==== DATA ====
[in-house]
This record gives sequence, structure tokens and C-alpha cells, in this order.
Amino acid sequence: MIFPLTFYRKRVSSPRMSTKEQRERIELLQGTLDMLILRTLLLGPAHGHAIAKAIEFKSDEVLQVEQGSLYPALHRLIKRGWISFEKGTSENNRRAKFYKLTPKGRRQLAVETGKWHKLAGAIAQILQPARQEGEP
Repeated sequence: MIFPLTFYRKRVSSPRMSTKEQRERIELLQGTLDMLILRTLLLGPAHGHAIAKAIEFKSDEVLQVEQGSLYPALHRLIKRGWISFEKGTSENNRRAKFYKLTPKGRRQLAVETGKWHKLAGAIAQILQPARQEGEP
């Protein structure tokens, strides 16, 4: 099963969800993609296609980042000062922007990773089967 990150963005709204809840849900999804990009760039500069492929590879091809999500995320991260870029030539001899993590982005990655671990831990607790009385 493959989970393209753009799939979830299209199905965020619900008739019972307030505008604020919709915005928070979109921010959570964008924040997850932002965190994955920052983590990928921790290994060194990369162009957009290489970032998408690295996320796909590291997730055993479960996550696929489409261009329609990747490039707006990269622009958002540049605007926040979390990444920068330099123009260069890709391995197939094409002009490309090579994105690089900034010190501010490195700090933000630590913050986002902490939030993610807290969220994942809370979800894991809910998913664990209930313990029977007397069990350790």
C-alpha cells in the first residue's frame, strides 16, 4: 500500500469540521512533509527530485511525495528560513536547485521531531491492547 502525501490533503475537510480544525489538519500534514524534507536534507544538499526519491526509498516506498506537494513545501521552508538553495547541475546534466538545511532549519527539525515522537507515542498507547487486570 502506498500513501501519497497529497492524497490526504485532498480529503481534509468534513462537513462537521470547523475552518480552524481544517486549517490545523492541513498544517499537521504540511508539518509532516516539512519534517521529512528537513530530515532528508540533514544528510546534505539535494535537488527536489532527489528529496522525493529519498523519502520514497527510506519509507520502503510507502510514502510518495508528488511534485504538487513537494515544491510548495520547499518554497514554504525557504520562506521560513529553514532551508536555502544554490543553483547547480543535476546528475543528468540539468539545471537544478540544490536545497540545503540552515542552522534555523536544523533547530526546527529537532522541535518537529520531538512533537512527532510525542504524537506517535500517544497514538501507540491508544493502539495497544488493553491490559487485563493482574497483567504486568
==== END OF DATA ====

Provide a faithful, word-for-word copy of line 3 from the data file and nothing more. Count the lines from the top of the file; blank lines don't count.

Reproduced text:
Amino acid sequence: MIFPLTFYRKRVSSPRMSTKEQRERIELLQGTLDMLILRTLLLGPAHGHAIAKAIEFKSDEVLQVEQGSLYPALHRLIKRGWISFEKGTSENNRRAKFYKLTPKGRRQLAVETGKWHKLAGAIAQILQPARQEGEP